Tenth Of The World’s Wilderness Has Been Lost Since The 1990’s

Researchers that were reporting on the journal Current Biology show catastrophic decrease in wilderness areas around the world over the last 20 years. They showed worrying losses comprising a tenth of the world’s wilderness since the 1990’s – an area half the size of Amazon and twice the size of Alaska. Central Africa and the Amazon have been most affected.

The new findings according to the researchers highlight an immediate need for the recognition of the value of wilderness areas by international policies and to address the unprecedented threats they face.

Globally important wilderness areas — despite being strongholds for endangered biodiversity, for buffering and regulating local climates, and for supporting many of the world’s most politically and economically marginalized communities — are completely ignored in environmental policy,” says Dr James Watson of the University of Queensland in Australia and the Wildlife Conservation Society in New York. “Without any policies to protect these areas, they are falling victim to widespread development. We probably have one to two decades to turn this around. International policy mechanisms must recognize the actions needed to maintain wilderness areas before it is too late. We probably have one to two decades to turn this around.”

According to Watson, many of the policy attention have been paid to the loss of species. But, comparatively little was known about larger-scale losses of the entire ecosystems especially areas of wilderness that tend to be relatively understudied. The researchers mapped wilderness areas around the globe to fill the gap, defining “wilderness” as biologically and economically intact landscapes that does not have any significant human disturbance. The researchers then compared their current map of wilderness to one produced by the same methods in the early 1990’s.

The comparison showed that a total of 30.1 million km2 (around 20 percent of the world’s land area) now remains as wilderness, with most of it located in North America, North Asia, North Africa and the Australian continent. The comparisons between the two maps however show that an estimated 3.3 million km2 (almost 10 percent) of the wilderness area has been lost in the intervening years. South America is where most of those losses have occurred, having experienced a 30 percent decrease in wilderness and Africa which experienced a 14 percent loss.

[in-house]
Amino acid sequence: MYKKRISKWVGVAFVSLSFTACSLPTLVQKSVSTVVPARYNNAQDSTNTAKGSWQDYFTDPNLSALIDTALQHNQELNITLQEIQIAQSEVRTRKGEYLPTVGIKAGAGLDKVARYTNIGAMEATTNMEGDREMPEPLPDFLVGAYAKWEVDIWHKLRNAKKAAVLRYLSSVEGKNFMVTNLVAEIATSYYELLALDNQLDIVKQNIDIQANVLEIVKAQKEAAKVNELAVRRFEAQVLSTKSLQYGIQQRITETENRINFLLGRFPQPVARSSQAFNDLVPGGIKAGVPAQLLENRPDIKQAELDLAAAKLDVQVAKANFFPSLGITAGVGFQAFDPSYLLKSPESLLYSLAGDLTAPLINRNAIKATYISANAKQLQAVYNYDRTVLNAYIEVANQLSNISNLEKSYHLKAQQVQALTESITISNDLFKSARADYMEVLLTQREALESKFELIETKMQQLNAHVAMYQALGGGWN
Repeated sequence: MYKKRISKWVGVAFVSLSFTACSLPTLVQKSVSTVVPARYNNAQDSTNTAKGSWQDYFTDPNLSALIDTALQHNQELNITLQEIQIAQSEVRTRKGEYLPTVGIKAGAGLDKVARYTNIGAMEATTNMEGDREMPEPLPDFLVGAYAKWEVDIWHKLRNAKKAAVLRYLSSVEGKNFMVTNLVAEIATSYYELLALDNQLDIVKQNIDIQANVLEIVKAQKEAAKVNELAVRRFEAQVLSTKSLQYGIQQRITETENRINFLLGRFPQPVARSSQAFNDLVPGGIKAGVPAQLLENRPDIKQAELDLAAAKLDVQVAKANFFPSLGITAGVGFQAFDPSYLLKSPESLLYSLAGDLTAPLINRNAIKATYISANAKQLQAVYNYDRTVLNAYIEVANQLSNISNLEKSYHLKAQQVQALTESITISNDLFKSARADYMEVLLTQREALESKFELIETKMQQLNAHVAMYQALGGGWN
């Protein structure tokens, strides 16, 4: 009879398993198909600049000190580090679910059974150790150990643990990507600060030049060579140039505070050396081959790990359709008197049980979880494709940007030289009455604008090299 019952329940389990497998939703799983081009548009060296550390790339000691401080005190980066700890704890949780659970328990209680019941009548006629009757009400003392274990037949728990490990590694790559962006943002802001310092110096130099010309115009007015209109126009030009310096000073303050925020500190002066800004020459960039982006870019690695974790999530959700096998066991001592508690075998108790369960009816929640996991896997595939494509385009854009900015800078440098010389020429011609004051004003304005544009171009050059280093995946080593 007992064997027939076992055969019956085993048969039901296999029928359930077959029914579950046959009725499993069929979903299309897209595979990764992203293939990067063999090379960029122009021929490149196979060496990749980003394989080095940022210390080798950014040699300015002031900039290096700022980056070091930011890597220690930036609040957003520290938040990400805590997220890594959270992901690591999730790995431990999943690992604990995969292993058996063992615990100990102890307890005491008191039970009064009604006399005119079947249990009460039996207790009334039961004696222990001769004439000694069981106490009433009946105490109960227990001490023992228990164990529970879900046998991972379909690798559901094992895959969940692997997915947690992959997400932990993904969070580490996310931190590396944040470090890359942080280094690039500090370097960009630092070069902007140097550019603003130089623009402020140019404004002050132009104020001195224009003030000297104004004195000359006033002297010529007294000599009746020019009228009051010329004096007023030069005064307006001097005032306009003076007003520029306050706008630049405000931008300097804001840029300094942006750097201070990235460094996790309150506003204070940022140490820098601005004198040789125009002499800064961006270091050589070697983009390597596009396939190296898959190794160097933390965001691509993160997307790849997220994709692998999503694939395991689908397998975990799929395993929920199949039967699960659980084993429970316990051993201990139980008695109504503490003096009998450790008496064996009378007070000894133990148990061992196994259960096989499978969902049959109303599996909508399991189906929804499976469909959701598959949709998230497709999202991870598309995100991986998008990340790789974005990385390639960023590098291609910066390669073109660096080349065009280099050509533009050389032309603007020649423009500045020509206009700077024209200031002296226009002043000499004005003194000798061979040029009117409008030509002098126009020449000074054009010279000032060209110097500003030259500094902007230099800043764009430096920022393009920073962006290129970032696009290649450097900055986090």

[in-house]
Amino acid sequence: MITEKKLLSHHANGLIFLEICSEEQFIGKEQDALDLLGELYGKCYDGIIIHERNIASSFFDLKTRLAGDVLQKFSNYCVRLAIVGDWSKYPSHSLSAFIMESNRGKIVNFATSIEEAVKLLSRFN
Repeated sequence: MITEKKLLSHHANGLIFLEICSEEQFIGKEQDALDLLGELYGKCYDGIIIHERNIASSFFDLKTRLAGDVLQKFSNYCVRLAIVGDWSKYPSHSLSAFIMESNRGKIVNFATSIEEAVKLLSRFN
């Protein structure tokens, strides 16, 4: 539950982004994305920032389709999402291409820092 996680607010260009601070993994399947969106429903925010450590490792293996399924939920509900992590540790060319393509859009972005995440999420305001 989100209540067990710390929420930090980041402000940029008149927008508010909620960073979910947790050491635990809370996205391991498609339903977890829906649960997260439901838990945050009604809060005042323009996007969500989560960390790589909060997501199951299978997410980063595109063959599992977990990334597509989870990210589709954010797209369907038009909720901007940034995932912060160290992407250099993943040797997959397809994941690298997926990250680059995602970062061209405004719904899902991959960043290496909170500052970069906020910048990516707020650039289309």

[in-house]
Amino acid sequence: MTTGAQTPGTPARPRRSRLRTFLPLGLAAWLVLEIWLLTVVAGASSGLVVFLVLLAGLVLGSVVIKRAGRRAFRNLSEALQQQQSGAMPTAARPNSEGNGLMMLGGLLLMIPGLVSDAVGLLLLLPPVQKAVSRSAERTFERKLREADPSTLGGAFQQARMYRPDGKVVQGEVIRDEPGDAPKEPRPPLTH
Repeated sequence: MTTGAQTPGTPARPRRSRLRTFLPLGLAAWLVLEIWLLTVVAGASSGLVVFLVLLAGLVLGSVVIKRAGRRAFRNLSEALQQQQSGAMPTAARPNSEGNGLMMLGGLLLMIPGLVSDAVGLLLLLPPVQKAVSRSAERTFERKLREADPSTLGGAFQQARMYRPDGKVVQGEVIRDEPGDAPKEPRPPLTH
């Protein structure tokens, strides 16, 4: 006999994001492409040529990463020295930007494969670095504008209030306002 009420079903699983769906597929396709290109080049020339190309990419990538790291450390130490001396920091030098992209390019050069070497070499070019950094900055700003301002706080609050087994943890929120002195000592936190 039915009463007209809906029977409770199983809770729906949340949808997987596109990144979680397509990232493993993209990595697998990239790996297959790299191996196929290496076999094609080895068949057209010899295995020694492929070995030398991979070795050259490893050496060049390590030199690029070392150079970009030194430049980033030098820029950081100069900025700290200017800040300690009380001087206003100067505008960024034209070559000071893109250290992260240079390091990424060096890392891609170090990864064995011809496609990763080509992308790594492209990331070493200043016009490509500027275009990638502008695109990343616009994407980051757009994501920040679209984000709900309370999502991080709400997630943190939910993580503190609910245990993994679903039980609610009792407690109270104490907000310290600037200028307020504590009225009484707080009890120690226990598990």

The amount of wilderness loss in just two decades is staggering.” says Dr Oscar Venter of the University of Northern British Colombia. “We need to recognize that wilderness areas, which we’ve foolishly considered to be de-facto protected due to their remoteness, is actually being dramatically lost around the world. Without proactive global interventions we could lose the last jewels in nature’s crown. You cannot restore wilderness, once it is gone, and the ecological process that underpin these ecosystems are gone, and it never comes back to the state it was. The only option is to proactively protect what is left.” He adds.

Also, according to Watson, the United Nations and others have ignored significant global wilderness areas in important multilateral environment agreements and this must change.

“If we don’t act soon, there will only be tiny remnants of wilderness around the planet, and this is a disaster for conservation, for climate change, and for some of the most vulnerable human communities on the planet,” Watson concludes. “We have a duty to act for our children and their children.”

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